Visitors are also invited to attend the following special events presented in conjunction with this exhibition:

  • Friday, January 31 – This edition of the popular ticketed late-night series Art After Hours will focus on radical self-determination and courage as expressed through fashion. The event will feature art-making activities, music, performances, light bites, and cash bars. Artist Ellen Lesperance will be in attendance and will initiate a collaborative ‘anarchist’ sweater workshop, to be completed on Sunday, February 2.
  • Saturday, February 1 – Artist Ellen Lesperance will participate in a conversation at the Greenmount West Community Center on the subject of courage with Nykia King, a high school senior who has participated in the Congratulations and Celebrations sweater project.
  • Sunday, February 2 – Join artist Ellen Lesperance to help complete the ‘anarchist’ sweater in a collaborative hands-on knitting workshop. Knitters of all experience levels are welcome.

Ellen Lesperance

Ellen Lesperance (b. 1971) has been exhibited widely in exhibitions at the Institute of Contemporary Art, Boston (MA), Portland Art Museum (OR), the Frye Art Museum (WA), the New Museum (NY), the Drawing Center (NY), as well as in numerous international group exhibitions. The artist’s work is represented in the collections of the Whitney Museum of American Art, Brooklyn Museum Elizabeth A. Sackler Center for Feminist Art, Museum of Art and Design, Portland Art Museum, Museum of Fine Arts Houston, and Museum Ludwig in Cologne, Germany. Lesperance has been the recipient of a Louis Comfort Tiffany Foundation Grant, Ford Family Fellowship in the Arts, Pollock-Krasner Foundation Grant, and a Robert Rauschenberg Foundation Fellowship. She received her MFA from Rutgers University and BFA from the University of Washington in Seattle and has participated in residencies at the Skowhegan School, the MacDowell Colony, the Djerassi Foundation, and the Atlantic Center.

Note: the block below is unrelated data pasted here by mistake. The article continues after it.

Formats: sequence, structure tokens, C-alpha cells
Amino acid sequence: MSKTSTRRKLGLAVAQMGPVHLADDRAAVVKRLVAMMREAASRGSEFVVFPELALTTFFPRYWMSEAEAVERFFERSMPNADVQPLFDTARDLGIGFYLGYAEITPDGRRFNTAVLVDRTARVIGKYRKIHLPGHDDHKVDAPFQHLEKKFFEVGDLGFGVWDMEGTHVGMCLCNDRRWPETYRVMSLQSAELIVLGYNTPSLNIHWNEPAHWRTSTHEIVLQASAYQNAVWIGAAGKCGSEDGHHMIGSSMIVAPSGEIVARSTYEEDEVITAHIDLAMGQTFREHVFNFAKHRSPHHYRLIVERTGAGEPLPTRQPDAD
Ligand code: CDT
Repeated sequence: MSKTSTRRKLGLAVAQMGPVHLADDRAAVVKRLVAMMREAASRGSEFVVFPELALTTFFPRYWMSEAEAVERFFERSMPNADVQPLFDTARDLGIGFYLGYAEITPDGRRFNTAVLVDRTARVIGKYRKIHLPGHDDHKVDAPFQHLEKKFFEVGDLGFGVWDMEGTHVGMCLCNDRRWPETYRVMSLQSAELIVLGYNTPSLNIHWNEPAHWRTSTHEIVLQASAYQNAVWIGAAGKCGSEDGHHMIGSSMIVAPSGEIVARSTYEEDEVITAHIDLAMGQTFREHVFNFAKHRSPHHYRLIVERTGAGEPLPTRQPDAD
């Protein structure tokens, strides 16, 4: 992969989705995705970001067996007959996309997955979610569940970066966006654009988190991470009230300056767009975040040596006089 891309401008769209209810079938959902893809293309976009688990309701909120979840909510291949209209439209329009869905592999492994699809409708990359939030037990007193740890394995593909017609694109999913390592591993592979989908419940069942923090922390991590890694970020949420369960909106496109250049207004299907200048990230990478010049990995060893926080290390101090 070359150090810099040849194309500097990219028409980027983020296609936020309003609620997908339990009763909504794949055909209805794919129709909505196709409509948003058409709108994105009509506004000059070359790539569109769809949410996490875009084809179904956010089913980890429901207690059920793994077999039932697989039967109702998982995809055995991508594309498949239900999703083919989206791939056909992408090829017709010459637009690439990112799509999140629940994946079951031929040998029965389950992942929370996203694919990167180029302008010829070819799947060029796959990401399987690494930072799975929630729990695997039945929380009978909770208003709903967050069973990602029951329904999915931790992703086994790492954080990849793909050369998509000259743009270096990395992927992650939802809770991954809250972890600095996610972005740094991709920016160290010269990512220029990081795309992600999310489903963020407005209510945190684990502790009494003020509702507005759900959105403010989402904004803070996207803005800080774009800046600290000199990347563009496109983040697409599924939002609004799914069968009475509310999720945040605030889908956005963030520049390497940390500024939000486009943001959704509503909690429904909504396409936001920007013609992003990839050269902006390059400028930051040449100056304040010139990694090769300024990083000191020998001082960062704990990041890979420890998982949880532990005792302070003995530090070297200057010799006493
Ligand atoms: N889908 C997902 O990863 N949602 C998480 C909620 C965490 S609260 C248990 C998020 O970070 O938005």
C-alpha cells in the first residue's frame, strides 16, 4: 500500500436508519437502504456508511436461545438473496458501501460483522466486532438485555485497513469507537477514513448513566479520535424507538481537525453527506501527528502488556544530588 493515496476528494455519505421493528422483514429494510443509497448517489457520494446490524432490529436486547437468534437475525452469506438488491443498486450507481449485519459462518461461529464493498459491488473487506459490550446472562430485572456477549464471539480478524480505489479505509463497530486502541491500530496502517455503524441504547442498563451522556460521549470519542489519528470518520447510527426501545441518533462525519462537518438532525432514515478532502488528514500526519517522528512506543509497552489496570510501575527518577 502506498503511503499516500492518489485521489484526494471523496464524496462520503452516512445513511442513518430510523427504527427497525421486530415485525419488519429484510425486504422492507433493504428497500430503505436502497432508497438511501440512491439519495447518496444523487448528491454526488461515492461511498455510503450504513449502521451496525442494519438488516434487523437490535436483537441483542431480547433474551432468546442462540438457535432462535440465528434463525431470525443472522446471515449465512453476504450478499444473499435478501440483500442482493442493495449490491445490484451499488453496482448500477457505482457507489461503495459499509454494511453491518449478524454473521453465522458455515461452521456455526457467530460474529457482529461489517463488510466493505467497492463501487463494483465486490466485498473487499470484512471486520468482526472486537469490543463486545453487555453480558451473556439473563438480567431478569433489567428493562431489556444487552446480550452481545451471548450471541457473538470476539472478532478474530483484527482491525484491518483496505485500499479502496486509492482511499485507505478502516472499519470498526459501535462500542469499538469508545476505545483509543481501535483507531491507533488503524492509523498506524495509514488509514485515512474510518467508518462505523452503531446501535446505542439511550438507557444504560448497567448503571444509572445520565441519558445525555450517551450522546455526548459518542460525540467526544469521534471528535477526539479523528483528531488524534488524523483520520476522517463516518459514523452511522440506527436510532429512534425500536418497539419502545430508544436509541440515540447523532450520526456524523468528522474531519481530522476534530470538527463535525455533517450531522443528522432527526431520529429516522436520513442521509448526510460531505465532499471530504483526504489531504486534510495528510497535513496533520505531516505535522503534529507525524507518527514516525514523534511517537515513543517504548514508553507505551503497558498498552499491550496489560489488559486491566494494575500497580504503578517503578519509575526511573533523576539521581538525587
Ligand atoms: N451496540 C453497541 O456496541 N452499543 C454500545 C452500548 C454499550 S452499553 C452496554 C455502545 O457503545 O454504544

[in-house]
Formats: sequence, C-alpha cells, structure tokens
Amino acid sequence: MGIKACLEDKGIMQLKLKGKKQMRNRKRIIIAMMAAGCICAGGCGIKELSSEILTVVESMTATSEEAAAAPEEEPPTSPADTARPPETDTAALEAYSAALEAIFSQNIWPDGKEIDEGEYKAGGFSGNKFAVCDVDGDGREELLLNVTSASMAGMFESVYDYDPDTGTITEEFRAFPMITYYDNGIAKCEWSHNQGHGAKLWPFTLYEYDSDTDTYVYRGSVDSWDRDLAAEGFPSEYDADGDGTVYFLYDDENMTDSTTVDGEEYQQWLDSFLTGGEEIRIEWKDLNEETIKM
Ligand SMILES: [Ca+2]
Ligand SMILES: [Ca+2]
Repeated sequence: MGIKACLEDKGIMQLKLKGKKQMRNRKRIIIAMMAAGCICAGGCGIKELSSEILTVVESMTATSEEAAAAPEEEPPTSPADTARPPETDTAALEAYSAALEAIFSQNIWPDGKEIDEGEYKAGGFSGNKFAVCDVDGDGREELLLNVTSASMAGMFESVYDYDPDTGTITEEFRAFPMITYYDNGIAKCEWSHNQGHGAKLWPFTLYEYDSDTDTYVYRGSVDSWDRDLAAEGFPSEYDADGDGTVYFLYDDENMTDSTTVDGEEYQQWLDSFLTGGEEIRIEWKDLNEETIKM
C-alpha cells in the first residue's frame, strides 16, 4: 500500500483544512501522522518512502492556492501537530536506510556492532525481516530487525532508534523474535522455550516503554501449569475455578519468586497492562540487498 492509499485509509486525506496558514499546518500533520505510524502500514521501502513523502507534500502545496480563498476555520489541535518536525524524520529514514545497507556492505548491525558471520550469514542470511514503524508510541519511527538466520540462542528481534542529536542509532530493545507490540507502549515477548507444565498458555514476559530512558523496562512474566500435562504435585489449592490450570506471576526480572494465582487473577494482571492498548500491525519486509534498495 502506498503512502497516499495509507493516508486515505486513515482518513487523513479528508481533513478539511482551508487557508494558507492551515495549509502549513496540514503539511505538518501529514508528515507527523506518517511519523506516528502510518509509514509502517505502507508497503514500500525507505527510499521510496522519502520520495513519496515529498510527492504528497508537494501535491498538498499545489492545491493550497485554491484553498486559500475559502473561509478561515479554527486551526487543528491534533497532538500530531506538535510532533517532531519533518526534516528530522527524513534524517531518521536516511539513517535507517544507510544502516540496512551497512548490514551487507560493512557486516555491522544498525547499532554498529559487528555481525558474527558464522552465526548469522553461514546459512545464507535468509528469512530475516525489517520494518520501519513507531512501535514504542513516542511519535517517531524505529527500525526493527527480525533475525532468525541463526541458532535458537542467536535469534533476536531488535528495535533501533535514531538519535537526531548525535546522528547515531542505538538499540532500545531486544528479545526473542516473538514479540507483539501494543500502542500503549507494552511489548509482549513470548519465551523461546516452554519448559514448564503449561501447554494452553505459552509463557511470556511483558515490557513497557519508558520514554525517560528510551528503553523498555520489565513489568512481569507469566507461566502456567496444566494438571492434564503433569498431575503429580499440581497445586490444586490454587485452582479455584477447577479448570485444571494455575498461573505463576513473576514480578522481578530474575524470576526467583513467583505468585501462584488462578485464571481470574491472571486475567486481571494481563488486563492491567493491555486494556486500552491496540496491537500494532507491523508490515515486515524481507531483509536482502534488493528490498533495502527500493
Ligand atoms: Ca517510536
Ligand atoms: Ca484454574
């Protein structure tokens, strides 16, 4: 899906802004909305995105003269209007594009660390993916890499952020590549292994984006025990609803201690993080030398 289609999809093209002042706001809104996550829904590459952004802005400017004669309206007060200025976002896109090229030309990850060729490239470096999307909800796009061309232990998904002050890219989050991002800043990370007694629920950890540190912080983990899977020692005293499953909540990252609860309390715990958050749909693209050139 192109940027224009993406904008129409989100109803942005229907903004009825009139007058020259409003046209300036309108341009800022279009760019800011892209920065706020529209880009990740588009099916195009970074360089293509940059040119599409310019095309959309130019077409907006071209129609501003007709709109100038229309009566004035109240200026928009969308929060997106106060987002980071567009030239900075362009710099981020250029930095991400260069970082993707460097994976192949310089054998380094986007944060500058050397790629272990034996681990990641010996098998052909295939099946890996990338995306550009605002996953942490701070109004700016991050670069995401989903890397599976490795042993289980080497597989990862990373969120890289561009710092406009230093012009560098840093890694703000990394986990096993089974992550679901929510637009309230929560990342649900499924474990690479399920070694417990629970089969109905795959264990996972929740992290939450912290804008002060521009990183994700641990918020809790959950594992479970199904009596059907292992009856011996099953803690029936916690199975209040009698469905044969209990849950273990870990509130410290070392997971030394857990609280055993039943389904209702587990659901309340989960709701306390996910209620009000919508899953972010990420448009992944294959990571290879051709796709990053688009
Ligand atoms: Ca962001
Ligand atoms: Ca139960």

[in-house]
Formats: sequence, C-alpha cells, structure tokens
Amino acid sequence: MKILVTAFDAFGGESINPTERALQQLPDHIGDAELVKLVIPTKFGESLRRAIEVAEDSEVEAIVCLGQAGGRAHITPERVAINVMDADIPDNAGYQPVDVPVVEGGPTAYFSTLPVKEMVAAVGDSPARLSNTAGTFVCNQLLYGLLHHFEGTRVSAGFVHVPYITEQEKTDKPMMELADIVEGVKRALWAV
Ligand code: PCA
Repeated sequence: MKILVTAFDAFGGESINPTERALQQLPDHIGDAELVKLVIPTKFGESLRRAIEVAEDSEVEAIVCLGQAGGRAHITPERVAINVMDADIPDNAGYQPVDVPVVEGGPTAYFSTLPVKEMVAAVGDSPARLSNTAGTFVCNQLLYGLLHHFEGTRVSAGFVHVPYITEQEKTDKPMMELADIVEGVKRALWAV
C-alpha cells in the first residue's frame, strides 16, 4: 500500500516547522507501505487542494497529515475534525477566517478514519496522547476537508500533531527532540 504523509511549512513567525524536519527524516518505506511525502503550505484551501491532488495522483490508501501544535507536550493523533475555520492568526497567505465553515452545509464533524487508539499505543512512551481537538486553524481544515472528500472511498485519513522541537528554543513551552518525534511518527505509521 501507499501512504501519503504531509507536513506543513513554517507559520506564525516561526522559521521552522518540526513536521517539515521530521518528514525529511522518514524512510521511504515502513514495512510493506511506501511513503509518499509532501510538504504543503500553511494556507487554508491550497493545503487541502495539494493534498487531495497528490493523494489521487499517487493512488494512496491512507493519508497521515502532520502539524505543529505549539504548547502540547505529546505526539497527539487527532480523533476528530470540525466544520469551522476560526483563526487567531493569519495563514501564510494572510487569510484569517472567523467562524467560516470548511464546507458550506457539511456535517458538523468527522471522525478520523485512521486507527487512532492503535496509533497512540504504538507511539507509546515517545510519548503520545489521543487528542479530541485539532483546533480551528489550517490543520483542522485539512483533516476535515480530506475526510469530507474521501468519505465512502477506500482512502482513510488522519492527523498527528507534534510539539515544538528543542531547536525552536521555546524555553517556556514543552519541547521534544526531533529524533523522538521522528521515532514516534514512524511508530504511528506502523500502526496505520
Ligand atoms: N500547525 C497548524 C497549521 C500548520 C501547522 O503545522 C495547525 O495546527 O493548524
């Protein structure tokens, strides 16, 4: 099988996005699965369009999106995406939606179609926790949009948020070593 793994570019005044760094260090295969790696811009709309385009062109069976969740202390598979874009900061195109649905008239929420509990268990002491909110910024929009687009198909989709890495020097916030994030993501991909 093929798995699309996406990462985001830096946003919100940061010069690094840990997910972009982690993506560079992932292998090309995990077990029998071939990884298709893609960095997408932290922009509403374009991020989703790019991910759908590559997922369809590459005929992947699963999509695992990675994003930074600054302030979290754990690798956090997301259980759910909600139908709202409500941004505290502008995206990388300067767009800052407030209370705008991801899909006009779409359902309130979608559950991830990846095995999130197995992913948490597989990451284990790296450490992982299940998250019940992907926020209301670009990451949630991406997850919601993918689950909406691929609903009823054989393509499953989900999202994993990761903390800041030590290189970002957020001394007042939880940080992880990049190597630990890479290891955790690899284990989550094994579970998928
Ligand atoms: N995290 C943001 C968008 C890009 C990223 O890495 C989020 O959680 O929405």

About the Baltimore Museum of Art

Founded in 1914, the Baltimore Museum of Art (BMA) inspires people of all ages and backgrounds through exhibitions, programs, and collections that tell an expansive story of art—challenging long-held narratives and embracing new voices. Our outstanding collection of more than 97,000 objects spans many eras and cultures and includes the world’s largest public holding of works by Henri Matisse; one of the nation’s finest collections of prints, drawings, and photographs; and a rapidly growing number of works by contemporary artists of diverse backgrounds. The museum is also distinguished by a neoclassical building designed by American architect John Russell Pope and two beautifully landscaped gardens featuring an array of modern and contemporary sculpture. The BMA is located three miles north of the Inner Harbor, adjacent to the main campus of Johns Hopkins University, and has a community branch at Lexington Market. General admission is free so that everyone can enjoy the power of art.